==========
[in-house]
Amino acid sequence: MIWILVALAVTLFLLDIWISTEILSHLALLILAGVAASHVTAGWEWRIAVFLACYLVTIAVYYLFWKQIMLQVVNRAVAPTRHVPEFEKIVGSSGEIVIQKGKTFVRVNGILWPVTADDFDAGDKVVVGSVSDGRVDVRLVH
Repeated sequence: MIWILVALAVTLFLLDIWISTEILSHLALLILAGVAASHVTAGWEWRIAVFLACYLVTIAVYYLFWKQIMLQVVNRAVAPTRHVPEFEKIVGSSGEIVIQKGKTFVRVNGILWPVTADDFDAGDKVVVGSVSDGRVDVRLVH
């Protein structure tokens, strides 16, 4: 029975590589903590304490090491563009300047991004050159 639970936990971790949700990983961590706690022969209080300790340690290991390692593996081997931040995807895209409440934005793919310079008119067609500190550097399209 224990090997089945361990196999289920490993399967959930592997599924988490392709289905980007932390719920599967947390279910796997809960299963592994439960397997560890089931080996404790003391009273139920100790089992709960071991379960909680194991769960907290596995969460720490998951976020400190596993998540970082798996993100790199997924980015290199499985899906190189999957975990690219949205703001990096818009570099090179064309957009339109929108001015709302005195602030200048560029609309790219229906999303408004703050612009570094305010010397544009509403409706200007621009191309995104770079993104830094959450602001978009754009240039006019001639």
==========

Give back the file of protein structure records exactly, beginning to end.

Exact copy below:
[in-house]
Amino acid sequence: MIWILVALAVTLFLLDIWISTEILSHLALLILAGVAASHVTAGWEWRIAVFLACYLVTIAVYYLFWKQIMLQVVNRAVAPTRHVPEFEKIVGSSGEIVIQKGKTFVRVNGILWPVTADDFDAGDKVVVGSVSDGRVDVRLVH
Repeated sequence: MIWILVALAVTLFLLDIWISTEILSHLALLILAGVAASHVTAGWEWRIAVFLACYLVTIAVYYLFWKQIMLQVVNRAVAPTRHVPEFEKIVGSSGEIVIQKGKTFVRVNGILWPVTADDFDAGDKVVVGSVSDGRVDVRLVH
């Protein structure tokens, strides 16, 4: 029975590589903590304490090491563009300047991004050159 639970936990971790949700990983961590706690022969209080300790340690290991390692593996081997931040995807895209409440934005793919310079008119067609500190550097399209 224990090997089945361990196999289920490993399967959930592997599924988490392709289905980007932390719920599967947390279910796997809960299963592994439960397997560890089931080996404790003391009273139920100790089992709960071991379960909680194991769960907290596995969460720490998951976020400190596993998540970082798996993100790199997924980015290199499985899906190189999957975990690219949205703001990096818009570099090179064309957009339109929108001015709302005195602030200048560029609309790219229906999303408004703050612009570094305010010397544009509403409706200007621009191309995104770079993104830094959450602001978009754009240039006019001639």